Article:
Low numbers of mountain hares in England’s only population, study finds

The highest population density of the mammals in the Peak District was on restored peatland, the research showed.

31 March 2022

England’s only mountain hare population has low numbers across most of its range – but restoring peatland offers the species hope, new research has found.

A study in the journal Ecology and Evolution estimates there are only about 3,500 mountain hares in the Peak District national park, which lead author Dr Carlos Bedson of Manchester Metropolitan University said was “deeply concerning”.

Mountain hares are native to Scotland and died out in England during the last Ice Age.

The mammals, whose coats turn white in the winter, were introduced into the English uplands in the mid-1800s by shooting estates, surviving now only in the Peak District.

The five-year study, based on surveys involving researchers walking more than 830 km (520 miles) of lines through the landscape, spotting almost 2,000 hares, estimated the population density is just 10 mountain hares per square kilometre.

It also found that restored upland blanket bog had the highest densities of hares, with more than 32 individuals per square kilometre, while land managed for grouse shooting had significantly lower levels of the animals.

Hare density on restored peatland was 2.7 times higher than on bogs managed for grouse shooting and 3.3 times higher than on heather moorland with grouse shoots, which had only 10 hares per square kilometre.

The habitat with the lowest density of hares was less than five per square kilometre on unmanaged heath with low shrubs.

Dr Bedson said: “Our findings are deeply concerning. Whilst there are a couple of places where mountain hares are abundant, most of the Peak District hills have very few hares remaining.

“The highest mountain hare densities were in ecologically-restored blanket bog, which has benefited from investment in rewetting, where the natural flow of water is restored by blocking gullies and planting mosses and heather.”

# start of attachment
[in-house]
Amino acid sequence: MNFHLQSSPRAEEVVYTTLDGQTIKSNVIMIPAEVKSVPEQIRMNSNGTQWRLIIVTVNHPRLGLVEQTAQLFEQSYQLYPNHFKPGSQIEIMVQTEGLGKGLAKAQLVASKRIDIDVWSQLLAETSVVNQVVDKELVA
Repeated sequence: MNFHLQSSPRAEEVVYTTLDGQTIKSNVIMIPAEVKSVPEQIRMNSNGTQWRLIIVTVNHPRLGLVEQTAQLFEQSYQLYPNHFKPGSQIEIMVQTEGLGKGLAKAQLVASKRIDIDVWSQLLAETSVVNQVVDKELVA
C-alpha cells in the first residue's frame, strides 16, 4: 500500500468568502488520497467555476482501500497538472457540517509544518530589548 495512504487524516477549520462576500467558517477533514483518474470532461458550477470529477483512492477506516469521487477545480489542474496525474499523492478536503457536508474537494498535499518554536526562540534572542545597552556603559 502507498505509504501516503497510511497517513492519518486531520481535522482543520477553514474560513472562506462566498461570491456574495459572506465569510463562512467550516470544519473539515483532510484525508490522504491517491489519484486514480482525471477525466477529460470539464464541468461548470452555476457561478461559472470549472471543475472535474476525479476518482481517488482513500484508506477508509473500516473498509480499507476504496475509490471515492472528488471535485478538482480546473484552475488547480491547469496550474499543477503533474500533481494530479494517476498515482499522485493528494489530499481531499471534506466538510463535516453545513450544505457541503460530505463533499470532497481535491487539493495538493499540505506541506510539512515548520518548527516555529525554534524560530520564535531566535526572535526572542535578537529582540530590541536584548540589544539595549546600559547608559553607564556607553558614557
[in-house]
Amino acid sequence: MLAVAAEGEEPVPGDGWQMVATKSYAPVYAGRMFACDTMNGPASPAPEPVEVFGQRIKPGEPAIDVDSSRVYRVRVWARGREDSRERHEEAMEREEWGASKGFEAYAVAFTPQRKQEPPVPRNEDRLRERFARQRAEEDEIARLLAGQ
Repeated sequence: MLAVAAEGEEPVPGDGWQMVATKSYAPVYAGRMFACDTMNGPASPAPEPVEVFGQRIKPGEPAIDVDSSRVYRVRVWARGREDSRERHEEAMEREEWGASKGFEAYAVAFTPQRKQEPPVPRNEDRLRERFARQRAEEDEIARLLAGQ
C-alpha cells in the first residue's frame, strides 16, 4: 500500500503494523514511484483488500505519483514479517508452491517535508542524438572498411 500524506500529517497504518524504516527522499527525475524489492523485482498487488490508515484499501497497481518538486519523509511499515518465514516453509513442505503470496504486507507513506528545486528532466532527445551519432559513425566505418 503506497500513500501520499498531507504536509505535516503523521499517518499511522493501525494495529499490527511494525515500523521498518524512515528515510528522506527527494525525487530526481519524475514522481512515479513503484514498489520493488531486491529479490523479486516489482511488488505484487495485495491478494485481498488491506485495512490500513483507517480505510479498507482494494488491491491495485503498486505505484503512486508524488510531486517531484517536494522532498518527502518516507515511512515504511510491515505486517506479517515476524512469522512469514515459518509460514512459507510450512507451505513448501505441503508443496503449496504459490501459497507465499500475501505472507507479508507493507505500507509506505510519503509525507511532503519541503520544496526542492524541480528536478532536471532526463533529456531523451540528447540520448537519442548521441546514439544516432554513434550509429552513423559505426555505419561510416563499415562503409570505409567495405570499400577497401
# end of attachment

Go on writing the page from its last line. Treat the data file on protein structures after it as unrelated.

Efforts to restore upland bogs, by blocking up drainage ditches, restoring bare peat, removing grazing animals and planting bog species, have created more plant variety, providing a better environment for mountain hares, researchers suggest.

Study author Dr Neil Reid, from Queen’s University Belfast, said: “Whilst it’s alarming to learn how few hares remain, it’s important to remember that our research also highlights how conservation can, and does, make a difference.

“In this case, healthier bogs had more hares reflecting the wider benefits of rewetting peatlands.

“We hope these findings will lead to more rewetting of peatlands in a bid to increase not only hare population but biodiversity more generally.”

White mountain hare seen against the landscape
Mountain hares are native to Scotland and died out in England during the last Ice Age (Dr Carlos Bedson/PA)

Land managed for grouse shooting is periodically burned to regenerate young heather for gamebirds, which can provide conditions for mountain hares – but seems to support fewer numbers than restored peatland, the researchers said.

The findings from the research, which used daytime surveying, contrasts with recent initial results using a methodology developed in Scotland, which involved counting the nocturnal animals at night in the Peak District.

Those counts, led by the Game and Wildlife Conservation Trust (GWCT) and conducted by gamekeepers on grouse moors, suggested much higher population densities, of 52-126 per square kilometre, similar to levels seen on grouse moors in Scotland.

Dr Bedson said the new study used a well-known method of “distance sampling” which estimates the proportion of animals seen in the landscape, surveying from January to April when the hares are white and stand out against the land.

He said it produced results that were very reliable and useful for monitoring.

A survey in 2002 estimated total numbers in the Peak District at 3,361 hares, with the present study giving an estimate of 3,562, suggesting a stable population over the past two decades.

Conservationists warned they faced an uncertain future with the low numbers – but that interventions to restore habitat, managed by groups such as the Moors for the Future Partnership and the National Trust, were helping.

Chris Dean, head of moors for the Future Partnership, said: “While the news is worrying that mountain hares in the Peak District face an uncertain future, this study provides new evidence that our work over the past 20 years has made a positive difference, improving the habitat for this emblematic species, to give it the best chance of survival.”

The study was funded by People’s Trust for Endangered Species, Hare Preservation Trust, British Mountaineering Council, Action for Hares South West and Penny Anderson Associates.

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